'Almah

Laban and Rebecca at the well, by Giovanni Antonio Pellegrini. Rebecca is described as an almah (Genesis 24:43)

Almah (עַלְמָה‘almāh, plural: עֲלָמוֹת‘ălāmōṯ, from a root implying the vigour of puberty [1]) is a Hebrew word for a young woman of childbearing age; despite its importance to the account of the virgin birth of Jesus in the gospel of Matthew, scholars agree that it has nothing to do with virginity.[2] It occurs nine times in the Hebrew Bible.[3]

Etymology and social context[]

Almah derives from a root meaning "to be full of vigour, to have reached puberty".[1] In the ancient Near East girls received value as potential wives and bearers of children: "A wife, who came into her husband's household as an outsider, contributed her labor and her fertility ... [h]er task was to build up the bet 'ab by bearing children, particularly sons" (Leeb, 2002).[4] Scholars thus agree that almah refers to a woman of childbearing age without implying virginity.[2] From the same root, the corresponding masculine word elem עֶלֶם 'young man' also appears in the Bible,[5] as does alum (used in plural עֲלוּמִים) used in the sense '(vigor of) adolescence',[6] in addition to the post-Biblical words almut (עַלְמוּת) and alimut (עֲלִימוּת)[7] both used for youthfulness and its strength (distinct from post-Biblical Alimut אַלִּימוּת 'violence' with initial Aleph, although Klein's Dictionary states this latter root is likely a semantic derivation of the former, from 'strength of youth' to 'violence'[8]).

The Bible uses an unrelated word, betulah (‏בְּתוּלָה‎), to refer to a virgin,[9] as well as the idea of virginity, betulim (‏בְּתוּלִים‎)[10].

Bible usage[]

The word almah occurs nine times in the Hebrew Bible:[3]

Translation[]

The Septuagint translates the Isaiah 7:14 occurrence into parthenos (παρθένος)[12], the basic word associated with virginity in Greek (it is a title of Athena 'The Virgin Goddess') but still occasionally used by the Greeks for a unmarried woman who is not a virgin.[13] The word is also translated to parthenos in the Genesis verse concerning Rebecca.[14] Most scholars agree[15] that the author of the Hebrew text of Isaiah 7:14 'a young woman shall conceive and bear a son' did not intend to convey any miraculous conception, so that the Septuagint translators used the Greek word parthenos there, as in the Genesis occurrence, generically for an unmarried young woman, whose probable virginity (as unmarried young women were ideally seen at the time) was incidental. The other occurrences of Almah above are rendered into an unrelated Greek word meaning 'young woman'[16] (neanis νεᾶνις, from neos 'new'[17]).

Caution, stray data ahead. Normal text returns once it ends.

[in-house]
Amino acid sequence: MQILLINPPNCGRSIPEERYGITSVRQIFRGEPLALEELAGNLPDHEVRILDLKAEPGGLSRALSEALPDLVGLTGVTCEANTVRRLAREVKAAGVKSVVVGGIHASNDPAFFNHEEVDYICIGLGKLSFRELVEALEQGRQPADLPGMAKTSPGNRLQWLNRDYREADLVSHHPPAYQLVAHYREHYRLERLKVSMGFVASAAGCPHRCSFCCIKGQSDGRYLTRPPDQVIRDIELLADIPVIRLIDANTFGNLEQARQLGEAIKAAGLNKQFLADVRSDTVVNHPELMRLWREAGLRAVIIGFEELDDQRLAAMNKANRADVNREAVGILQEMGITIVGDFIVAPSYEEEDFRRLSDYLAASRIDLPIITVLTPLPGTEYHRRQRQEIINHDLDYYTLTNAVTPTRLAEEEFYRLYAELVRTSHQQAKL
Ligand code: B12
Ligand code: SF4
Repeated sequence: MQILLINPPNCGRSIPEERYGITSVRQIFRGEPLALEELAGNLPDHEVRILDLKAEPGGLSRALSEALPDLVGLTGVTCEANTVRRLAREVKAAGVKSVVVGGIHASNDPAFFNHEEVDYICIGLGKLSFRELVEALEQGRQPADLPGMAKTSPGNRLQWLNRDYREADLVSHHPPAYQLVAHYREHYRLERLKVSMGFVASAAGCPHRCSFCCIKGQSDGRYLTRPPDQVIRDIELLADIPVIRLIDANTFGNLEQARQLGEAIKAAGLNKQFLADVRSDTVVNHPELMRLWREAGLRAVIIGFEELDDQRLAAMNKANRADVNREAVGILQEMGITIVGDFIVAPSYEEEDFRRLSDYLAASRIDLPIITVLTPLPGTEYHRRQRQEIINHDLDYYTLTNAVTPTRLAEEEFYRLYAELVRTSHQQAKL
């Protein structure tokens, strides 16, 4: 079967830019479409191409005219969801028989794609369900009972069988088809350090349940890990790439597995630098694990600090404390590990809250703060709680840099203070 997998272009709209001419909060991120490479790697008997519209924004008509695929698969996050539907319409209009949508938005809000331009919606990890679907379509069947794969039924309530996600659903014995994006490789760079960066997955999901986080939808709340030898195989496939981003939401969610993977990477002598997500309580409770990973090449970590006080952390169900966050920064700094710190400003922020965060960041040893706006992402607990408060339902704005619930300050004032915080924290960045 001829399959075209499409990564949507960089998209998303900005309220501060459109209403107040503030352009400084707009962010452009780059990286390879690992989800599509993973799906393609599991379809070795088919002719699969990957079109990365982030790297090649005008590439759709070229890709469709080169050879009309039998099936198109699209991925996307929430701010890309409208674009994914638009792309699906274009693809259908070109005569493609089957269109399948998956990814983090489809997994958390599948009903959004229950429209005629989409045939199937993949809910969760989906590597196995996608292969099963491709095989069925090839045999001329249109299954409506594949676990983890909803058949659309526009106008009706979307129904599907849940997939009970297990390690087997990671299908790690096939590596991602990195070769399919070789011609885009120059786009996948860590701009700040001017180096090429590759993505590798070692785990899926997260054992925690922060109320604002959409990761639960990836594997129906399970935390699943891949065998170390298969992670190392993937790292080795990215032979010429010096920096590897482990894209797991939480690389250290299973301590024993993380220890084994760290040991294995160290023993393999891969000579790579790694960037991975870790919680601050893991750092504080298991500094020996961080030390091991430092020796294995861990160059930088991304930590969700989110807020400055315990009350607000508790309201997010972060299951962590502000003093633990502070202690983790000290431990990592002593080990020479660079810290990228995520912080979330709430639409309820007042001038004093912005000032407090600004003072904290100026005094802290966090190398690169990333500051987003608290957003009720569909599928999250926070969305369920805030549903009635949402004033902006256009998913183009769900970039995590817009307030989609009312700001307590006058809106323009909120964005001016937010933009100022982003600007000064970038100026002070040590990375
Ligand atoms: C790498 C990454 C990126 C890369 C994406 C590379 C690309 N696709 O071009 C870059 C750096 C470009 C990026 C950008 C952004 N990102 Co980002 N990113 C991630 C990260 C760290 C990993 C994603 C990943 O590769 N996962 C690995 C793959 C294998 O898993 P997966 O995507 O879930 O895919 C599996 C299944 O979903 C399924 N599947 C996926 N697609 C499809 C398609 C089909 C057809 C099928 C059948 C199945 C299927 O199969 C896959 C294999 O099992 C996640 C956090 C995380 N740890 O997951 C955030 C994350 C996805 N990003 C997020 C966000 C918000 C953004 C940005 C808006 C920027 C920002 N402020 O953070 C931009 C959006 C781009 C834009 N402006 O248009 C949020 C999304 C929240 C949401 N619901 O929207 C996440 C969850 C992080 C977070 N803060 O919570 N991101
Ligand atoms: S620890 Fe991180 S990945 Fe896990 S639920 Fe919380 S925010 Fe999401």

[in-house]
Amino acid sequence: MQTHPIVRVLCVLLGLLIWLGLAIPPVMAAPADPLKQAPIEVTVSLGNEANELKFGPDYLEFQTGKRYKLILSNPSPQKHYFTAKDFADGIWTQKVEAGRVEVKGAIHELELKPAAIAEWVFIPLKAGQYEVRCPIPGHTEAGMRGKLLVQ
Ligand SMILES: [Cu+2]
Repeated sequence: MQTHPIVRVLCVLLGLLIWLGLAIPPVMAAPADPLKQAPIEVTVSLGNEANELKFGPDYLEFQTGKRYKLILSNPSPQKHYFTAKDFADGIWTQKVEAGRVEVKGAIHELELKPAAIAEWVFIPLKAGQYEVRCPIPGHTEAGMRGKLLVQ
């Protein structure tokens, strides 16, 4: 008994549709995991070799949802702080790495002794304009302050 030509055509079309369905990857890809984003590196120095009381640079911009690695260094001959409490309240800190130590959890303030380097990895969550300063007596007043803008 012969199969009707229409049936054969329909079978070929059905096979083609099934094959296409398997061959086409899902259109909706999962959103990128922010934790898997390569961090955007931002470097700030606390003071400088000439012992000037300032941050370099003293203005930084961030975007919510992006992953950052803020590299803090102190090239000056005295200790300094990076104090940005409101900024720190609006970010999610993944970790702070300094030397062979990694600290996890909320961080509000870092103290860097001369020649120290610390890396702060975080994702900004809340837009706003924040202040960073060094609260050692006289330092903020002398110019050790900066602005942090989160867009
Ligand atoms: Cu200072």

References[]

  1. ^ a b Childs 2001, p. 66.
  2. ^ a b Sweeney 1996, p. 161.
  3. ^ a b Byrne 2009, p. 155.
  4. ^ Leeb 2002, p. unspecified.
  5. ^ "Strong's Hebrew: 5958. עָ֫לֶם (elem) -- a young man". biblehub.com. Retrieved 2020-08-01.
  6. ^ "Strong's Hebrew: 5934. עֲלוּם (alumim) -- youth, youthful vigor". biblehub.com. Retrieved 2020-08-01.
  7. ^ Even-Shoshan Dictionary, entries עַלְמוּת and עֲלִימוּת
  8. ^ "Klein Dictionary, אלם ᴵᴵᴵ 1". www.sefaria.org. Retrieved 2020-08-02.
  9. ^ "Strong's Hebrew: 1330. בְּתוּלָה (bethulah) -- a virgin". biblehub.com. Retrieved 2020-08-02.
  10. ^ "Strong's Hebrew: 1331. בְּתוּלִים (bethulim) -- virginity". biblehub.com. Retrieved 2020-08-02.
  11. ^ Preuss 2008, p. 461.
  12. ^ https://www.blueletterbible.org/lxx/isa/7/1/t_conc_686014
  13. ^ "Greek Word Study Tool". www.perseus.tufts.edu. Retrieved 2020-08-02.
  14. ^ https://www.blueletterbible.org/lxx/gen/24/1/t_conc_24043
  15. ^ Cambridge Bible for Schools and Colleges https://biblehub.com/commentaries/isaiah/7-14.htm
  16. ^ Gesenius' Hebrew-Chaldee Lexicon on H5959 Almah: https://www.blueletterbible.org/lang/lexicon/lexicon.cfm?Strongs=H5959&t=LXX
  17. ^ "Strong's Greek: 3494. νεανίας (neanias) -- a young man". biblehub.com. Retrieved 2020-08-02.

Bibliography[]